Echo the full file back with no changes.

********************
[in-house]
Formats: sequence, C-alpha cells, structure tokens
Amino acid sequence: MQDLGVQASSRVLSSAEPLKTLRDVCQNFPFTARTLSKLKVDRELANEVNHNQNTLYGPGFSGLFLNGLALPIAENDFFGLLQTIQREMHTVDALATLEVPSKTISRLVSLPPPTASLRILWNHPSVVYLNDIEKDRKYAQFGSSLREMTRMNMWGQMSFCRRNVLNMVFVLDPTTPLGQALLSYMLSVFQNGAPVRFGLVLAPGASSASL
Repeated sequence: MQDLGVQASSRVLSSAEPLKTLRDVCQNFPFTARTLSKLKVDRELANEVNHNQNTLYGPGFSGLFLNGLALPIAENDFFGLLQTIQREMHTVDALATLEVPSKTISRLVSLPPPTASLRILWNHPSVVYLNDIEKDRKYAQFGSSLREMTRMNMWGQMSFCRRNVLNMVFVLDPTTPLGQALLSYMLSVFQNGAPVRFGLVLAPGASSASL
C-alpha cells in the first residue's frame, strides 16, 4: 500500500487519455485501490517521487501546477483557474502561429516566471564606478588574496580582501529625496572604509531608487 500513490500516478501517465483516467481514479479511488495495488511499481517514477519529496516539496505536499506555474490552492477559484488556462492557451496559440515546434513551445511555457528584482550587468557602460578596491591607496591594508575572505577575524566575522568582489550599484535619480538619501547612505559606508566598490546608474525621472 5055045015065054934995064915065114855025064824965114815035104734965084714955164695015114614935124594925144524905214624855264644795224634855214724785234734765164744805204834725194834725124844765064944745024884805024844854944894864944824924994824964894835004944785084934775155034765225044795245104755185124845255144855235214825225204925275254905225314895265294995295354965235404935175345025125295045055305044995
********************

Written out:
[in-house]
Formats: sequence, C-alpha cells, structure tokens
Amino acid sequence: MQDLGVQASSRVLSSAEPLKTLRDVCQNFPFTARTLSKLKVDRELANEVNHNQNTLYGPGFSGLFLNGLALPIAENDFFGLLQTIQREMHTVDALATLEVPSKTISRLVSLPPPTASLRILWNHPSVVYLNDIEKDRKYAQFGSSLREMTRMNMWGQMSFCRRNVLNMVFVLDPTTPLGQALLSYMLSVFQNGAPVRFGLVLAPGASSASL
Repeated sequence: MQDLGVQASSRVLSSAEPLKTLRDVCQNFPFTARTLSKLKVDRELANEVNHNQNTLYGPGFSGLFLNGLALPIAENDFFGLLQTIQREMHTVDALATLEVPSKTISRLVSLPPPTASLRILWNHPSVVYLNDIEKDRKYAQFGSSLREMTRMNMWGQMSFCRRNVLNMVFVLDPTTPLGQALLSYMLSVFQNGAPVRFGLVLAPGASSASL
C-alpha cells in the first residue's frame, strides 16, 4: 500500500487519455485501490517521487501546477483557474502561429516566471564606478588574496580582501529625496572604509531608487 500513490500516478501517465483516467481514479479511488495495488511499481517514477519529496516539496505536499506555474490552492477559484488556462492557451496559440515546434513551445511555457528584482550587468557602460578596491591607496591594508575572505577575524566575522568582489550599484535619480538619501547612505559606508566598490546608474525621472 5055045015065054934995064915065114855025064824965114815035104734965084714955164695015114614935124594925144524905214624855264644795224634855214724785234734765164744805204834725194834725124844765064944745024884805024844854944894864944824924994824964894835004944785084934775155034765225044795245104755185124845255144855235214825225204925275254905225314895265294995295354965235404935175345025125295045055305044995